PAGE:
The real Dean Dilemma.

The real Dean Dilemma.

The real Dean Dilemma.

A mostly political Weblog.
Jan. 8 2004 11:00 PM

How Now Mad How?

The real Dean Dilemma.

Howard Dean vs. the special interests!  Vermont's teachers' union had "suspicions about [Dean's] views on school choice" and refused to endorse him in 1996 and 1998. Did AP's Ross Sneyd bury his lede? ... Is Dean's public centrism so boring only because he doesn't dare say what he really thinks? How un-McCainish. ... Meanwhile, what about the acclaimed  Kerry Surge? His third-place  support is soft in Iowa, according to the (admittedly tarnished-by-its-Davis-performance) L.A. Times poll. And he's a digit away from single digits in Neighboring New Hampshire! ... 12:39 P.M.

Friday, January 9, 2004

Here's one obvious idea for how Howard Dean could solve his "Bad or Bland" dilemma. Dean's challenge, remember--now that it no longer helps him to get livid--is to make the essentially moderate, un-self-critical and uninteresting substance of his politics exciting. On the stump, he occasionally does this by discussing decisions he made as governor--for example, how he told the head of the state prison department that the prisons could forget about a budget increase, but wound up giving them one because they needed the money. This story serves three purposes: it shows Dean can be tough, it shows he can be self-deprecating and it shows he can go against conventional liberal instincts. Dean needs more such stories, lots of them, and one way to get a steady stream is to go post-modern and turn his campaign into a reality TV show! Let the cameras wander the halls, recording policy meetings, fights, staff tantrums. Let's see the 2004 equivalent of the prisons chief in Dean's office begging for money. (They could bleep out Trippi like Ozzie Osbourne!) It could be riveting and might help Dean break the standard presidential dominance of the news. And if a lot of it had to be staged ... well, it's a reality show! Most of them are staged. ...  Eventually enough voters might become addicted and come to like Dean. ... Hey, it worked for Paris Hilton! [But she had that sex tape.-ed You don't think .... nah.] ... P.S.: R.J. Cutler, who made "The War Room," is just the man to do this show, although he has another, not dissimilar project. ... P.P.S.: There could be a carefully-calibrated substantive component too--the candidate visiting people who don't have health insurance, following them as they get wildly expensive emergency room care, etc. (as long as this was followed by more fights and tantrums!). ... P.P.P.S.: Would the Dean campaign be giving away campaign secrets to the opposition? Not necessarily. Like most reality shows, this one could be edited and released after the secrets were no longer so secret--e.g. a show on debate prep would be shown after the debate in question. ... 3:03 P.M.


The Iowa Caucuses--Excrescence on the Body Politic: A four-year old videotape shows Howard Dean perceptively maligning the sacred Iowa caucuses as "dominated by special interests" and "the extremes." Rep. Richard Gephardt seized the moment:

"The remarks he made about the Iowa caucuses to me are unbelievable. I guess I'd ask him a question: Who are the special interests dominating this caucus? Is it the farmers? Is it organized labor? Is it senior citizens?"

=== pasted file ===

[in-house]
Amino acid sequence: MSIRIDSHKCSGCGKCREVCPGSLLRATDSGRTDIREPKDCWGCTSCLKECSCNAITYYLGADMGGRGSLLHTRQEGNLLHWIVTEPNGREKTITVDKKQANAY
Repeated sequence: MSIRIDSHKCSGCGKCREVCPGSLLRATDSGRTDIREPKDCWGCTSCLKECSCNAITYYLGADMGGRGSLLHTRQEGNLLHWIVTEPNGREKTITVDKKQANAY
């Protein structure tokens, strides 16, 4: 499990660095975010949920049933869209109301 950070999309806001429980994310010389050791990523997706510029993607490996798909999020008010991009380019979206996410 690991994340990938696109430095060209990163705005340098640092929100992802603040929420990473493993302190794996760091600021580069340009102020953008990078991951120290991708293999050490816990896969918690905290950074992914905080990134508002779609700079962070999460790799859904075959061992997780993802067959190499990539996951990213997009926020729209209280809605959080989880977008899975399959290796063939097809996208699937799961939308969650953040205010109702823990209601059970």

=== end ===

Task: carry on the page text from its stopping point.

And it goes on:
Um ... how about "yes", "yes" ... and "yes!" ... [Thanks to colleague W.S.] 2:31 P.M.

Thursday, January 8, 2004


Kerry's N.H. tracking poll number asymptotically approaches zero, or Lieberman, whichever comes first ... But Fineman thinks the vaunted "Kerry surge" in Iowa is not just prop-him-up Deanie spin. He reports Kerry is in "a strong second place position." Not in these polls, though (where he's a strong and close third).  ... P.S.: Usually New Hampshire voters react to the Iowa results. But what if the Iowans read the New Hampshire tracking polls and conclude Kerry's a goner? ... 8:59 P.M.

How Now Mad How? Why did Howard Dean persist in "having a little fun" by sneering at Bill Clinton and the moderate Democratic Leadership Council at the very moment when he was supposed to be making his long-awaited pivot to the center? My tentative theory, which may be blindingly obvious, is this:

1) The essential triumph of Dean's campaign has been making a relatively moderate, conventional Democratic agenda seem radical, rebellious and exciting. He's done this, as everyone knows, by being really angry. But when he has attempted to lose the pose of leftish insurgent and move to the center, he's tended to replace angry populism with ... blandness and banality. Read, for example, Dean's recent big domestic policy speech, "Keeping the Promise of America." It's Dukakis with a head cold!  Dean tries to hype his platform--saying it's nothing less than "a fundamental renegotiation of the rights and responsibilities of the critical actors in the American economy: families, corporations and government." Why, it's a "new Social Contract for America's families" to supplant the New Deal!  But it's not. It's the New Deal plus health care and day care and tuition grants--just like all the other New Social Contracts moderate Democrats have put out over the years.

Nothing wrong with that. (Do you really want to 'fundamentally renegotiate the rights and responsibilities of families, corporations and the government'? I don't.) But it's not very exciting. The jibe that Clintonism was a damage control operation was the only interesting thing in the speech, which is why I suspect it was in there--just as the reckless line "the capture of Saddam has not made America safer" was the most interesting thing in Dean's big, responsible, 'is-this-tedious-enough-for-you?' foreign policy address